The added element of our generation’s forbidden fruit is instant gratification. The ripe, sweet taste of fast-forward will make you a believer at first bite. Our generation does not believe in the pause button, we race through every seemingly superfluous scene until the credits start rolling. Centuries of others have been taught the beauty of patience; for thousands of years our religions have preached the delay of indulgence, but we are ripping out the tales of redemption from our Bibles and burning our bedtime storybooks.
We are the generation that will pay N$150 for a pair of jeans conveniently pre-destroyed for us. We thrive on this corruption. We give ourselves to the streets. We depend not upon morals or convictions, but upon the white cords that connect us to the wafer-thin devices blocking out everyone and everything around us.
We are constantly plugged into the consumerist mantra, addicted to the ability to drown out our thoughts with the desire for more.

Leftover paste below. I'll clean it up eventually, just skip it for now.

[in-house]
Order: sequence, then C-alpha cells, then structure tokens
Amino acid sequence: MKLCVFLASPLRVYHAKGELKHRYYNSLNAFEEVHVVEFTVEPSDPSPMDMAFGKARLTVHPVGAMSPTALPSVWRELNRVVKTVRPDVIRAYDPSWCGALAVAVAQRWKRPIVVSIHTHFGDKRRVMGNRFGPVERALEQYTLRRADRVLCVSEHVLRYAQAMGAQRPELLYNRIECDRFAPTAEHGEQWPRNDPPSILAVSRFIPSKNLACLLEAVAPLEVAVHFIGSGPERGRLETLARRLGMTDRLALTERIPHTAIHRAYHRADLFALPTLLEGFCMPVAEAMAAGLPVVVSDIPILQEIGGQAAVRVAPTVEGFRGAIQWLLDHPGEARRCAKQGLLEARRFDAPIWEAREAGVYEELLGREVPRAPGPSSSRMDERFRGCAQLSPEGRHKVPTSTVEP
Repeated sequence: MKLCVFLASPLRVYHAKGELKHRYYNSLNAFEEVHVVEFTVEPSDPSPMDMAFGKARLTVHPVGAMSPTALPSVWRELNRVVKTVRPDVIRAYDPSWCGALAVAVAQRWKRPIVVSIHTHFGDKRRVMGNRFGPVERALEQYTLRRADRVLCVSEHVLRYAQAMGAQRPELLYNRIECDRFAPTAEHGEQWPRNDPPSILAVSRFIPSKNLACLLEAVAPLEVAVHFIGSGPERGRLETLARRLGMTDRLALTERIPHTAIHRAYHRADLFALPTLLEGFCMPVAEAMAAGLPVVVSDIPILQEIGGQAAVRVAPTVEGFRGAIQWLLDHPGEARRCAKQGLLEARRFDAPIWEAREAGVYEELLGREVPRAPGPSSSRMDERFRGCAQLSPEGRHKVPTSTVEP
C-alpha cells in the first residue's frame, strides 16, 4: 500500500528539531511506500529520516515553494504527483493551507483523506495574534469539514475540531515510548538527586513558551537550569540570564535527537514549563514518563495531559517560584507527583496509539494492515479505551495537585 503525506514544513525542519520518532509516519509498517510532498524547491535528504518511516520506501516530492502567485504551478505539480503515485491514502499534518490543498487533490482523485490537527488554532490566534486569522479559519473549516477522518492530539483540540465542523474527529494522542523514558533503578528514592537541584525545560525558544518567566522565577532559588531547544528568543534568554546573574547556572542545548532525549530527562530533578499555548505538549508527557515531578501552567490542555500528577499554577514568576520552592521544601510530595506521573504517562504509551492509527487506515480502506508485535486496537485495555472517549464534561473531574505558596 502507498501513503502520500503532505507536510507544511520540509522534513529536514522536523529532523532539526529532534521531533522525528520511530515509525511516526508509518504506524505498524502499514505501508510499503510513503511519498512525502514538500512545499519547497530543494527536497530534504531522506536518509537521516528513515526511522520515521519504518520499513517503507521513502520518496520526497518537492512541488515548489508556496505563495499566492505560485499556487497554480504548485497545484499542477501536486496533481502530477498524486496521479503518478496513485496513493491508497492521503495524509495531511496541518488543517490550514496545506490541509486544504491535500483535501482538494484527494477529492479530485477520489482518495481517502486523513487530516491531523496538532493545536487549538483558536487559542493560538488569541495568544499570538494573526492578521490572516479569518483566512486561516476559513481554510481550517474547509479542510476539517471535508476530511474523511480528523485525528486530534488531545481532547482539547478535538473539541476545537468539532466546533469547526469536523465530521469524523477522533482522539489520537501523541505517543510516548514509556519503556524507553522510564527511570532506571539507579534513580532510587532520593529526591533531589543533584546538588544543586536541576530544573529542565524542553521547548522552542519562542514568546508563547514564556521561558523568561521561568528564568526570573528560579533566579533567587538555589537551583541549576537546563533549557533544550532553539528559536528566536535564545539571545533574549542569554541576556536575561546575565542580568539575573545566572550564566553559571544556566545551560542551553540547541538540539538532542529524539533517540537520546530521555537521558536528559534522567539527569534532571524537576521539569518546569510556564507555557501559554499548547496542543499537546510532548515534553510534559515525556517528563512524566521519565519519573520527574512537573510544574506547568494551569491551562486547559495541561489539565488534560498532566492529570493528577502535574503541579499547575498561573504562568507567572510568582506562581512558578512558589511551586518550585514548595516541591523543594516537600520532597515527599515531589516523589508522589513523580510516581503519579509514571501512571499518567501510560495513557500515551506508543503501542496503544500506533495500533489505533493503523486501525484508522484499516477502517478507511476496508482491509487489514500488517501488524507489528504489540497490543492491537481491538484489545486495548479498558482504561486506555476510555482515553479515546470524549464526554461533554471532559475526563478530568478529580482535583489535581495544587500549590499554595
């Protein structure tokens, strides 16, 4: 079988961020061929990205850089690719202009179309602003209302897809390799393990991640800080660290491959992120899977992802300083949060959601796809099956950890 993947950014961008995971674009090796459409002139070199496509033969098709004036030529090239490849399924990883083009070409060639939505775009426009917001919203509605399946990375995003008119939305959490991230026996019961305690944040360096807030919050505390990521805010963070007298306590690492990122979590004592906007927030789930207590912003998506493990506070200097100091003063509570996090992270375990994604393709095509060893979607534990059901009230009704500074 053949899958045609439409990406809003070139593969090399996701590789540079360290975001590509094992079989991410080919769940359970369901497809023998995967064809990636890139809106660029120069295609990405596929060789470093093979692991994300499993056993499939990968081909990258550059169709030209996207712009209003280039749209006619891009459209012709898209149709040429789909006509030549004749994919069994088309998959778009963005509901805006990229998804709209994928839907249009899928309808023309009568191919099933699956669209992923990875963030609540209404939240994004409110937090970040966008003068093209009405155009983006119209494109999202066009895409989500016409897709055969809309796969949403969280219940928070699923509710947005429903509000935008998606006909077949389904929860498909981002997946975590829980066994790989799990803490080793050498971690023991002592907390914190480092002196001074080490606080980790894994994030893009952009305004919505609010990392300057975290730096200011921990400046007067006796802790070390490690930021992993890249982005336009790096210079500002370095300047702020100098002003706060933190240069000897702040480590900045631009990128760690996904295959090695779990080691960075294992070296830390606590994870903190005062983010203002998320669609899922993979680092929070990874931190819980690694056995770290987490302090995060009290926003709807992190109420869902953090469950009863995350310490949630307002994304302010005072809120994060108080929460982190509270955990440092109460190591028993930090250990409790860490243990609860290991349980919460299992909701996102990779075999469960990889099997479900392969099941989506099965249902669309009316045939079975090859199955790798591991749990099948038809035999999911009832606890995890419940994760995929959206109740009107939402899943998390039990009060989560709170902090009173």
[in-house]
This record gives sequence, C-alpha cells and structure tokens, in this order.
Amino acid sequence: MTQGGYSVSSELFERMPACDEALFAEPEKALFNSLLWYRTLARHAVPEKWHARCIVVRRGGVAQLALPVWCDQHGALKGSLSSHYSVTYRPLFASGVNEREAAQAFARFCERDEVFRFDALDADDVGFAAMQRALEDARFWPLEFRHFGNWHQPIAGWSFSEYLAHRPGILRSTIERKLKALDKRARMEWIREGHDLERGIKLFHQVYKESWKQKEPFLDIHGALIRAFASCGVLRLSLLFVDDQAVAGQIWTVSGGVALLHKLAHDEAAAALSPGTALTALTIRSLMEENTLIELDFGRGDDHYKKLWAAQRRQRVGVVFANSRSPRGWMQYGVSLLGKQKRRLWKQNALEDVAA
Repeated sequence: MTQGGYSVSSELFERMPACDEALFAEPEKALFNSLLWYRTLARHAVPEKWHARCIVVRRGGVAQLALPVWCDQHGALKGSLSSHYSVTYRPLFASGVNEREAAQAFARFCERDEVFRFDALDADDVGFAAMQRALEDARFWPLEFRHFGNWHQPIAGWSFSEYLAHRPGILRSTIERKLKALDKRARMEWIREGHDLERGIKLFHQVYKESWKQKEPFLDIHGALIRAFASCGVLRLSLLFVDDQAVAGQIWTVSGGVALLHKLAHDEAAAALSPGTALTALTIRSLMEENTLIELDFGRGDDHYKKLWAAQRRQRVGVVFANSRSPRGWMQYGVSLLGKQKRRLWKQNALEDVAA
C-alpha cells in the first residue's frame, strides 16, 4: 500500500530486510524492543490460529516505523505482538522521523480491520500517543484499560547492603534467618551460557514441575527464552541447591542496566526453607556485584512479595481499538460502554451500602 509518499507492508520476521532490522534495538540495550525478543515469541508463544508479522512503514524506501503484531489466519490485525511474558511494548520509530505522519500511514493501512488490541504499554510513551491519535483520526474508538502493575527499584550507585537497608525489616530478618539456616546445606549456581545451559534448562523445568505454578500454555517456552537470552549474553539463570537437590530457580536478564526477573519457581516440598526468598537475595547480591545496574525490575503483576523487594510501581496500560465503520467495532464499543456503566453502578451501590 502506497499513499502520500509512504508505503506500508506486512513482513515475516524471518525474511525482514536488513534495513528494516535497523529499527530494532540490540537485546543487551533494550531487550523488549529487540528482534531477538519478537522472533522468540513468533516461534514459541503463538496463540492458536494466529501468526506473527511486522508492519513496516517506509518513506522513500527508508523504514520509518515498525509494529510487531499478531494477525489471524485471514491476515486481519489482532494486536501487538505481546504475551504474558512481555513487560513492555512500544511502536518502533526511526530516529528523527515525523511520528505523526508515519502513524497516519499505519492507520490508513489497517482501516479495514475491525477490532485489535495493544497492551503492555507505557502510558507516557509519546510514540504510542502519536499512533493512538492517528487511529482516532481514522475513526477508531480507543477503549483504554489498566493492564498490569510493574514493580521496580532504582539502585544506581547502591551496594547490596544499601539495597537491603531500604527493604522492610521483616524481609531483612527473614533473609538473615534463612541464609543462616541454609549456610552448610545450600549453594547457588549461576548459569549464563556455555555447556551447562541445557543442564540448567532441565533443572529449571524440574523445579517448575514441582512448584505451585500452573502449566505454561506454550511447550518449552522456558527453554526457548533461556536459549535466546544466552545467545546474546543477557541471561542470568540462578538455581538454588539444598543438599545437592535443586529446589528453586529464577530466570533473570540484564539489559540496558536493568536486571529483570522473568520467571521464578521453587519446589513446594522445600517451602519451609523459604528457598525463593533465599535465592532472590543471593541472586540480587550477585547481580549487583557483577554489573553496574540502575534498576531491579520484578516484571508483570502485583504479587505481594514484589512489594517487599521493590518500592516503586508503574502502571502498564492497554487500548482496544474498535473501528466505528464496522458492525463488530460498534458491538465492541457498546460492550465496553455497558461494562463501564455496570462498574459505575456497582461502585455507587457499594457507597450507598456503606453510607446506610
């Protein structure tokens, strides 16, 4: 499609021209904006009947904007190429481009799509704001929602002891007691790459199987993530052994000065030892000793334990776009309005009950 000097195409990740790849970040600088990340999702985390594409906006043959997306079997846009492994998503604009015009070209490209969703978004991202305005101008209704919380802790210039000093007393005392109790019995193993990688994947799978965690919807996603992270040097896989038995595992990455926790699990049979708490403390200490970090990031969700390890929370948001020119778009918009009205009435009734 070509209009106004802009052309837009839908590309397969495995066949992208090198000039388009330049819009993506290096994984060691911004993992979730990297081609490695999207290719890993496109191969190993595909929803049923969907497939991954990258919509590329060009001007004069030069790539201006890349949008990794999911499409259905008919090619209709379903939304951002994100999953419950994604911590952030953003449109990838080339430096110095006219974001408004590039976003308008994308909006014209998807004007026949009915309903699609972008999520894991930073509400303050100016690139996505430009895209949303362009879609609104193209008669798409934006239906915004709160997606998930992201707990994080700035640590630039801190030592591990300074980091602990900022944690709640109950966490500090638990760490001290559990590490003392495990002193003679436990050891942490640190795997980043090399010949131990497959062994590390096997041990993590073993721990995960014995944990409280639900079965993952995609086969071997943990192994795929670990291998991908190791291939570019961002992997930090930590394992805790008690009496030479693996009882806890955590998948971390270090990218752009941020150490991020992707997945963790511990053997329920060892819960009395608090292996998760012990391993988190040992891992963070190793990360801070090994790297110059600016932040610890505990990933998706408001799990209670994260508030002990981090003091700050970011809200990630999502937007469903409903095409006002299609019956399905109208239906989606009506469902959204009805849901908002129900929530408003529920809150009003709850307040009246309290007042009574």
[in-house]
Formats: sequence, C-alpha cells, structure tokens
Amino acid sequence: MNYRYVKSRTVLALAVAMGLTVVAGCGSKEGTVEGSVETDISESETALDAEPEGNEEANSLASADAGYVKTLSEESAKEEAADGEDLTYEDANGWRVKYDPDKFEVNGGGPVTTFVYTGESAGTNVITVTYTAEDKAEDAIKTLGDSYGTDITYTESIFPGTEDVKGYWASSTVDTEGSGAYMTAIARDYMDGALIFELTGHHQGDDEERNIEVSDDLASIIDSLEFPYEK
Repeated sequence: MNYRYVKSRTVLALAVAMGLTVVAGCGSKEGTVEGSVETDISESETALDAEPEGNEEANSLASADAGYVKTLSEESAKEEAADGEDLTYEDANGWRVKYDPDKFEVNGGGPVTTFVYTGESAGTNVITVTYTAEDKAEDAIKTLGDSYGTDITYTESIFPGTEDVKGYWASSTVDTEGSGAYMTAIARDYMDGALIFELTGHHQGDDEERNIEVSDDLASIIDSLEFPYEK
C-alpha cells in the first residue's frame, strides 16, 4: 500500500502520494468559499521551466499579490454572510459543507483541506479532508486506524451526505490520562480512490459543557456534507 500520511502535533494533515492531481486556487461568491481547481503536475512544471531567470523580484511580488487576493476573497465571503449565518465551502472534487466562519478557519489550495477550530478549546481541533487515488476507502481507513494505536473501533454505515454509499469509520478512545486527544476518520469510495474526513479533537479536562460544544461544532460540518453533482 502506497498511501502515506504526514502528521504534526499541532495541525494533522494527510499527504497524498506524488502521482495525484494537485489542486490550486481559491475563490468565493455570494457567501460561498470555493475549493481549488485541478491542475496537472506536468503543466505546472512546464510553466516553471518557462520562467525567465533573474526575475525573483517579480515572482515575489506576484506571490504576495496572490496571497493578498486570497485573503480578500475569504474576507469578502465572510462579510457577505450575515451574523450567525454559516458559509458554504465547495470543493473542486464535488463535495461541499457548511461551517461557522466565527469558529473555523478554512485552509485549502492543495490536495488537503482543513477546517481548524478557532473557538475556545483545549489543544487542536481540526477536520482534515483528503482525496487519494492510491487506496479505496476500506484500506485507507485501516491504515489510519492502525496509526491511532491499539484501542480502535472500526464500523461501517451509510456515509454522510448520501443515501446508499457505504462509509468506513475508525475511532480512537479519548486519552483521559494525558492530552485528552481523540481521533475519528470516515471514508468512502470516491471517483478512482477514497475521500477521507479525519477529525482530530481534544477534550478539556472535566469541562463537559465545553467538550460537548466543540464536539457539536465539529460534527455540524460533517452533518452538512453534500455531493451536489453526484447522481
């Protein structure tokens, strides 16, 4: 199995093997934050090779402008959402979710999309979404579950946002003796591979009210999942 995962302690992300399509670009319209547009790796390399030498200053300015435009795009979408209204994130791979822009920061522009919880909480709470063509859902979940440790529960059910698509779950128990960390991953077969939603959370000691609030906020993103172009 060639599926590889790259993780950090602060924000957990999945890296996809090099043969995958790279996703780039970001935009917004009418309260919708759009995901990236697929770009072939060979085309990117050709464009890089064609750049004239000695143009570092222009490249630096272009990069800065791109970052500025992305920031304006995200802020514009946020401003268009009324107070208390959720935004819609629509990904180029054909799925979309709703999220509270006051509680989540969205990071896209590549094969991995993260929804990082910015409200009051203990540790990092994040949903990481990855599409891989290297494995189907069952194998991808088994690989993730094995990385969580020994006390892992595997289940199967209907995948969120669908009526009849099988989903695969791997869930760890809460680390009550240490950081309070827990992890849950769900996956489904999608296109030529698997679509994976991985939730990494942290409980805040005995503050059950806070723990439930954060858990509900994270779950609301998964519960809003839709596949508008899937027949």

In never being content, in always craving the bigger and the better, we are prepared to meet true deficiencies with diverted eyes. These vices are our battle gear. Even so, we lose the war. We are all-too aware of our premature corruption. The forbidden fruits fail to fill our empty stomachs.
God was betrayed. He expelled the two lovers from their garden and forbade them from ever returning. Eve and Adam were cold and lost and confused by the world around them. This was a world of anger and desire, a world which they knew nothing of, having been cradled at the breast of innocence for so long. But God’s decisions are final - for all time, mankind was to live and die in this savage jungle.